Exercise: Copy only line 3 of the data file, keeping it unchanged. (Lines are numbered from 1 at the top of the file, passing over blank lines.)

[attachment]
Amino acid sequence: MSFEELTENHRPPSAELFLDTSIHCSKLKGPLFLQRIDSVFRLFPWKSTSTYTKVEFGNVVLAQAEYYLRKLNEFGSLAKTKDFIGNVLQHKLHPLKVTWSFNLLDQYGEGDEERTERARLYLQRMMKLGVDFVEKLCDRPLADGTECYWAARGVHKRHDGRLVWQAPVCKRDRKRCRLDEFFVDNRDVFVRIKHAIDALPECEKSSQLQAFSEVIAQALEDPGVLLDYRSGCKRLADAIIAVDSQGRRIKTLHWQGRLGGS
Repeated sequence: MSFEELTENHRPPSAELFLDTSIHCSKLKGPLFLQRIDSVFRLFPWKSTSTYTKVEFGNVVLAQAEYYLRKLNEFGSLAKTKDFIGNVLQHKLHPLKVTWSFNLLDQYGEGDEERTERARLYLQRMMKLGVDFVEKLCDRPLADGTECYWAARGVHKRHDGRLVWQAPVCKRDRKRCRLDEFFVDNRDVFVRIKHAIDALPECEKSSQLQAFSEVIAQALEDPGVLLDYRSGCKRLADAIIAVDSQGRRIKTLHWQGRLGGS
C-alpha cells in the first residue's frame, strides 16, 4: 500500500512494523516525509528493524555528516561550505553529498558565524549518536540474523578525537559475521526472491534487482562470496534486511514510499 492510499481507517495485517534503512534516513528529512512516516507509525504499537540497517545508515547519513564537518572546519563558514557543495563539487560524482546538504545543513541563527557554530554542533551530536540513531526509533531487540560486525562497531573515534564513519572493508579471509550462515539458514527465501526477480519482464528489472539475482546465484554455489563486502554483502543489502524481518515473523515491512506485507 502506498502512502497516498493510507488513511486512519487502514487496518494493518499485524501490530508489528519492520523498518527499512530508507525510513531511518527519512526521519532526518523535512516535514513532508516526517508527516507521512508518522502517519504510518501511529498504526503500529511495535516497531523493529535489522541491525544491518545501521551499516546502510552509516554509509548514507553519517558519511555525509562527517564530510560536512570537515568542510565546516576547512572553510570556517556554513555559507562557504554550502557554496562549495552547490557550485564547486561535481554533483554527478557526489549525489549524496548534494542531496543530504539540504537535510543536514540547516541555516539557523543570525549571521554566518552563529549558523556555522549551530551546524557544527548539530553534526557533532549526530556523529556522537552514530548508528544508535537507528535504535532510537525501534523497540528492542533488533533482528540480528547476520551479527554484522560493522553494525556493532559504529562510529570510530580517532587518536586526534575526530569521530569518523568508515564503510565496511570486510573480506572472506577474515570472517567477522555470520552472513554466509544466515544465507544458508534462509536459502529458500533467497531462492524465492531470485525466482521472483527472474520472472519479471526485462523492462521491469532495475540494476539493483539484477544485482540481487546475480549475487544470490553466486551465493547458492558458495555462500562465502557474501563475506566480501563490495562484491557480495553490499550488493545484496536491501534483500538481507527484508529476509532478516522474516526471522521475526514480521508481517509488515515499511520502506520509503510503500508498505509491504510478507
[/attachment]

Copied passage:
C-alpha cells in the first residue's frame, strides 16, 4: 500500500512494523516525509528493524555528516561550505553529498558565524549518536540474523578525537559475521526472491534487482562470496534486511514510499 492510499481507517495485517534503512534516513528529512512516516507509525504499537540497517545508515547519513564537518572546519563558514557543495563539487560524482546538504545543513541563527557554530554542533551530536540513531526509533531487540560486525562497531573515534564513519572493508579471509550462515539458514527465501526477480519482464528489472539475482546465484554455489563486502554483502543489502524481518515473523515491512506485507 502506498502512502497516498493510507488513511486512519487502514487496518494493518499485524501490530508489528519492520523498518527499512530508507525510513531511518527519512526521519532526518523535512516535514513532508516526517508527516507521512508518522502517519504510518501511529498504526503500529511495535516497531523493529535489522541491525544491518545501521551499516546502510552509516554509509548514507553519517558519511555525509562527517564530510560536512570537515568542510565546516576547512572553510570556517556554513555559507562557504554550502557554496562549495552547490557550485564547486561535481554533483554527478557526489549525489549524496548534494542531496543530504539540504537535510543536514540547516541555516539557523543570525549571521554566518552563529549558523556555522549551530551546524557544527548539530553534526557533532549526530556523529556522537552514530548508528544508535537507528535504535532510537525501534523497540528492542533488533533482528540480528547476520551479527554484522560493522553494525556493532559504529562510529570510530580517532587518536586526534575526530569521530569518523568508515564503510565496511570486510573480506572472506577474515570472517567477522555470520552472513554466509544466515544465507544458508534462509536459502529458500533467497531462492524465492531470485525466482521472483527472474520472472519479471526485462523492462521491469532495475540494476539493483539484477544485482540481487546475480549475487544470490553466486551465493547458492558458495555462500562465502557474501563475506566480501563490495562484491557480495553490499550488493545484496536491501534483500538481507527484508529476509532478516522474516526471522521475526514480521508481517509488515515499511520502506520509503510503500508498505509491504510478507